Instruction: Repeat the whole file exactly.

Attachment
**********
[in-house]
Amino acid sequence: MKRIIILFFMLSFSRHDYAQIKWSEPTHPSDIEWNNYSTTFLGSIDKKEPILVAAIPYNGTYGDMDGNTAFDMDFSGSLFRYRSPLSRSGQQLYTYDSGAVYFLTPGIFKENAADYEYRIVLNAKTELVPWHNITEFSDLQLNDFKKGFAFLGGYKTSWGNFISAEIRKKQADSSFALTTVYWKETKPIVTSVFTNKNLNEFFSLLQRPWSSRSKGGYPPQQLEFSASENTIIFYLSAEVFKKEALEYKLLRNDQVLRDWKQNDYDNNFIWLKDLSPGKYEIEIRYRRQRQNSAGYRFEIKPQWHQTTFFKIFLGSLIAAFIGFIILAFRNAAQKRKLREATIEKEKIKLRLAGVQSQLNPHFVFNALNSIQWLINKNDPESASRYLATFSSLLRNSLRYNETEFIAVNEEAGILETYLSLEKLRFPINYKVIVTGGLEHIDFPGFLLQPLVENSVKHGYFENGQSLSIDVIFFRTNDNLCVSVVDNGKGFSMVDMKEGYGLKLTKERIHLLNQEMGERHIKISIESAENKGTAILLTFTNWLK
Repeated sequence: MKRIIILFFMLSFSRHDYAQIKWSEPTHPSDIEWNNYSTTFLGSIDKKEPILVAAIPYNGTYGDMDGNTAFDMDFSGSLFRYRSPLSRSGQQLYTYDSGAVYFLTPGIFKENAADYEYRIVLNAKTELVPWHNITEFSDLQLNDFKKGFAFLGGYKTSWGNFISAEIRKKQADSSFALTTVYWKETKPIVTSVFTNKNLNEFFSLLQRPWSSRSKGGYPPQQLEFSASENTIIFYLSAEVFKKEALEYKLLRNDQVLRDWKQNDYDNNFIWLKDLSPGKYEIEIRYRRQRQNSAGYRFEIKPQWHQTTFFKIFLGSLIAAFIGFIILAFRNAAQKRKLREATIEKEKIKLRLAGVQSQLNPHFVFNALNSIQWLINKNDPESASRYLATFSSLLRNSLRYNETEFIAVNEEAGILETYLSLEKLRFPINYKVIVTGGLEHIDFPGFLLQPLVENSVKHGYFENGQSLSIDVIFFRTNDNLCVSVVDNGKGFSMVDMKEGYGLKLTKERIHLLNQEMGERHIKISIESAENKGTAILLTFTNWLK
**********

[in-house]
Amino acid sequence: MKRIIILFFMLSFSRHDYAQIKWSEPTHPSDIEWNNYSTTFLGSIDKKEPILVAAIPYNGTYGDMDGNTAFDMDFSGSLFRYRSPLSRSGQQLYTYDSGAVYFLTPGIFKENAADYEYRIVLNAKTELVPWHNITEFSDLQLNDFKKGFAFLGGYKTSWGNFISAEIRKKQADSSFALTTVYWKETKPIVTSVFTNKNLNEFFSLLQRPWSSRSKGGYPPQQLEFSASENTIIFYLSAEVFKKEALEYKLLRNDQVLRDWKQNDYDNNFIWLKDLSPGKYEIEIRYRRQRQNSAGYRFEIKPQWHQTTFFKIFLGSLIAAFIGFIILAFRNAAQKRKLREATIEKEKIKLRLAGVQSQLNPHFVFNALNSIQWLINKNDPESASRYLATFSSLLRNSLRYNETEFIAVNEEAGILETYLSLEKLRFPINYKVIVTGGLEHIDFPGFLLQPLVENSVKHGYFENGQSLSIDVIFFRTNDNLCVSVVDNGKGFSMVDMKEGYGLKLTKERIHLLNQEMGERHIKISIESAENKGTAILLTFTNWLK
Repeated sequence: MKRIIILFFMLSFSRHDYAQIKWSEPTHPSDIEWNNYSTTFLGSIDKKEPILVAAIPYNGTYGDMDGNTAFDMDFSGSLFRYRSPLSRSGQQLYTYDSGAVYFLTPGIFKENAADYEYRIVLNAKTELVPWHNITEFSDLQLNDFKKGFAFLGGYKTSWGNFISAEIRKKQADSSFALTTVYWKETKPIVTSVFTNKNLNEFFSLLQRPWSSRSKGGYPPQQLEFSASENTIIFYLSAEVFKKEALEYKLLRNDQVLRDWKQNDYDNNFIWLKDLSPGKYEIEIRYRRQRQNSAGYRFEIKPQWHQTTFFKIFLGSLIAAFIGFIILAFRNAAQKRKLREATIEKEKIKLRLAGVQSQLNPHFVFNALNSIQWLINKNDPESASRYLATFSSLLRNSLRYNETEFIAVNEEAGILETYLSLEKLRFPINYKVIVTGGLEHIDFPGFLLQPLVENSVKHGYFENGQSLSIDVIFFRTNDNLCVSVVDNGKGFSMVDMKEGYGLKLTKERIHLLNQEMGERHIKISIESAENKGTAILLTFTNWLK